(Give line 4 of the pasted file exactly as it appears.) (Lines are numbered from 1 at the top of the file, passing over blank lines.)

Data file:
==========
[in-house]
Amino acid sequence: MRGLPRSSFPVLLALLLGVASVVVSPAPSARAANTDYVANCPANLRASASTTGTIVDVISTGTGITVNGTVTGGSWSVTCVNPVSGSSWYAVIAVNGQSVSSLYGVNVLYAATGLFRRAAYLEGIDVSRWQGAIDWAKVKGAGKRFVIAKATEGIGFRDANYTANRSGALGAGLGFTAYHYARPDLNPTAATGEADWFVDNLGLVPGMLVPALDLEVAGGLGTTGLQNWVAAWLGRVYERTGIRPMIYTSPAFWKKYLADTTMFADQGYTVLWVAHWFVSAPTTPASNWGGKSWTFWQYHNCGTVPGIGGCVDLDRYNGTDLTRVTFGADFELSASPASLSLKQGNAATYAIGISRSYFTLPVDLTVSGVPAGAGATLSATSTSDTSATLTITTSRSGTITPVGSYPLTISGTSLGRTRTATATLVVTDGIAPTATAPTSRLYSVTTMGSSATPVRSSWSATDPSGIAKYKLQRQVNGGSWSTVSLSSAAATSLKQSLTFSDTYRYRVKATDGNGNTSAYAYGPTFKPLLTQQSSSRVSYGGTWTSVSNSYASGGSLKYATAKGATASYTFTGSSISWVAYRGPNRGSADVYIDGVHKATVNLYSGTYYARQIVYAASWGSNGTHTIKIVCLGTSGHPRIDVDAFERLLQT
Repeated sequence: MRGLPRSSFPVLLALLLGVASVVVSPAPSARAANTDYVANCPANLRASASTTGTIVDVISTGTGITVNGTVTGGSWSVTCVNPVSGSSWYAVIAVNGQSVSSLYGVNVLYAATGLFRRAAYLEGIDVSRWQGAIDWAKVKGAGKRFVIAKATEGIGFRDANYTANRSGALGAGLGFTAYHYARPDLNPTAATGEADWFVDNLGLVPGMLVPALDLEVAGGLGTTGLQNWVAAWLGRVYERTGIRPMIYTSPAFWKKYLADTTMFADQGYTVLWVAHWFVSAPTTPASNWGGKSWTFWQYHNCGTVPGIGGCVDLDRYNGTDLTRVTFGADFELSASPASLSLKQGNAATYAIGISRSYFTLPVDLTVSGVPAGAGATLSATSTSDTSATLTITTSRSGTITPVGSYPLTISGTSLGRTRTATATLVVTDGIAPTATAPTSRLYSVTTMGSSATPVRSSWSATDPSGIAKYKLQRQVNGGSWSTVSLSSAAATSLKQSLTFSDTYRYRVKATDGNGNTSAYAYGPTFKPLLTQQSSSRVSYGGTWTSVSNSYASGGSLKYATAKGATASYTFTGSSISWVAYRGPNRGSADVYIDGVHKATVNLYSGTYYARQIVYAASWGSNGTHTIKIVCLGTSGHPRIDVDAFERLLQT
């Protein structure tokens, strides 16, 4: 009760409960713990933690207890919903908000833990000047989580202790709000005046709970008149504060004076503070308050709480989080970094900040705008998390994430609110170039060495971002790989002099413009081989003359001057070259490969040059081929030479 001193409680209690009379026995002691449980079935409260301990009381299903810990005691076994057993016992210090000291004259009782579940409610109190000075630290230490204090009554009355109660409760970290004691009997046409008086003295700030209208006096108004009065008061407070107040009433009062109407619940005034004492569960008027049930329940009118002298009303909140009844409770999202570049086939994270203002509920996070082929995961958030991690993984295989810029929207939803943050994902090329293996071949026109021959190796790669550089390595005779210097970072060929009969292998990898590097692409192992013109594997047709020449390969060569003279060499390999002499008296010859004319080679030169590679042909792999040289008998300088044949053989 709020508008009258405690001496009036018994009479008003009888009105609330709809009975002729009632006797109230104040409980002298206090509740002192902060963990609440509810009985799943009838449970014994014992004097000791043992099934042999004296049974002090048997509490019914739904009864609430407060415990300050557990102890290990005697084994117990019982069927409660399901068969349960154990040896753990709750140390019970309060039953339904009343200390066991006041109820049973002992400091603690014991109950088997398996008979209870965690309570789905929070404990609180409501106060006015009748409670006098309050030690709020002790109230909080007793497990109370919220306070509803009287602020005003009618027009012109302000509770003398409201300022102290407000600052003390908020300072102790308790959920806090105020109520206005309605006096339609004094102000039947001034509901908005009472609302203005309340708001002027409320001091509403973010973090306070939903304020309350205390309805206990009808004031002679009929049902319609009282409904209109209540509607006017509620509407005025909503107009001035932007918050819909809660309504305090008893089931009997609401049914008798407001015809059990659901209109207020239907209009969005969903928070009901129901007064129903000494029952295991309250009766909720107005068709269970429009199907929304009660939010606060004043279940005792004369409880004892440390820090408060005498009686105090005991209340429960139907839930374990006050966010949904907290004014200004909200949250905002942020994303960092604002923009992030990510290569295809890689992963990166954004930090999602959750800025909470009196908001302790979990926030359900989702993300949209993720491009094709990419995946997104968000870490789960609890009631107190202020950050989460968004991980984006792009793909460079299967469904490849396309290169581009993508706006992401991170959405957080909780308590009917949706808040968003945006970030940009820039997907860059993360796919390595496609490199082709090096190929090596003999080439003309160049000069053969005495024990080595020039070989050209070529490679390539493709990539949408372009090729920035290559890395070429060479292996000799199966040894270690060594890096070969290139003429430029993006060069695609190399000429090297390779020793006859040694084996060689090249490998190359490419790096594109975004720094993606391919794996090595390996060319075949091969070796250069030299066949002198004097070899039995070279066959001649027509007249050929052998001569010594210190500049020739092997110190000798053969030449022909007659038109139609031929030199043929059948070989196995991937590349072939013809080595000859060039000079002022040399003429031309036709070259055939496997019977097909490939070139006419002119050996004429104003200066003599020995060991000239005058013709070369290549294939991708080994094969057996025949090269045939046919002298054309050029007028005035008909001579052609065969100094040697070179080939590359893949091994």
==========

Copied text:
């Protein structure tokens, strides 16, 4: 009760409960713990933690207890919903908000833990000047989580202790709000005046709970008149504060004076503070308050709480989080970094900040705008998390994430609110170039060495971002790989002099413009081989003359001057070259490969040059081929030479 001193409680209690009379026995002691449980079935409260301990009381299903810990005691076994057993016992210090000291004259009782579940409610109190000075630290230490204090009554009355109660409760970290004691009997046409008086003295700030209208006096108004009065008061407070107040009433009062109407619940005034004492569960008027049930329940009118002298009303909140009844409770999202570049086939994270203002509920996070082929995961958030991690993984295989810029929207939803943050994902090329293996071949026109021959190796790669550089390595005779210097970072060929009969292998990898590097692409192992013109594997047709020449390969060569003279060499390999002499008296010859004319080679030169590679042909792999040289008998300088044949053989 709020508008009258405690001496009036018994009479008003009888009105609330709809009975002729009632006797109230104040409980002298206090509740002192902060963990609440509810009985799943009838449970014994014992004097000791043992099934042999004296049974002090048997509490019914739904009864609430407060415990300050557990102890290990005697084994117990019982069927409660399901068969349960154990040896753990709750140390019970309060039953339904009343200390066991006041109820049973002992400091603690014991109950088997398996008979209870965690309570789905929070404990609180409501106060006015009748409670006098309050030690709020002790109230909080007793497990109370919220306070509803009287602020005003009618027009012109302000509770003398409201300022102290407000600052003390908020300072102790308790959920806090105020109520206005309605006096339609004094102000039947001034509901908005009472609302203005309340708001002027409320001091509403973010973090306070939903304020309350205390309805206990009808004031002679009929049902319609009282409904209109209540509607006017509620509407005025909503107009001035932007918050819909809660309504305090008893089931009997609401049914008798407001015809059990659901209109207020239907209009969005969903928070009901129901007064129903000494029952295991309250009766909720107005068709269970429009199907929304009660939010606060004043279940005792004369409880004892440390820090408060005498009686105090005991209340429960139907839930374990006050966010949904907290004014200004909200949250905002942020994303960092604002923009992030990510290569295809890689992963990166954004930090999602959750800025909470009196908001302790979990926030359900989702993300949209993720491009094709990419995946997104968000870490789960609890009631107190202020950050989460968004991980984006792009793909460079299967469904490849396309290169581009993508706006992401991170959405957080909780308590009917949706808040968003945006970030940009820039997907860059993360796919390595496609490199082709090096190929090596003999080439003309160049000069053969005495024990080595020039070989050209070529490679390539493709990539949408372009090729920035290559890395070429060479292996000799199966040894270690060594890096070969290139003429430029993006060069695609190399000429090297390779020793006859040694084996060689090249490998190359490419790096594109975004720094993606391919794996090595390996060319075949091969070796250069030299066949002198004097070899039995070279066959001649027509007249050929052998001569010594210190500049020739092997110190000798053969030449022909007659038109139609031929030199043929059948070989196995991937590349072939013809080595000859060039000079002022040399003429031309036709070259055939496997019977097909490939070139006419002119050996004429104003200066003599020995060991000239005058013709070369290549294939991708080994094969057996025949090269045939046919002298054309050029007028005035008909001579052609065969100094040697070179080939590359893949091994």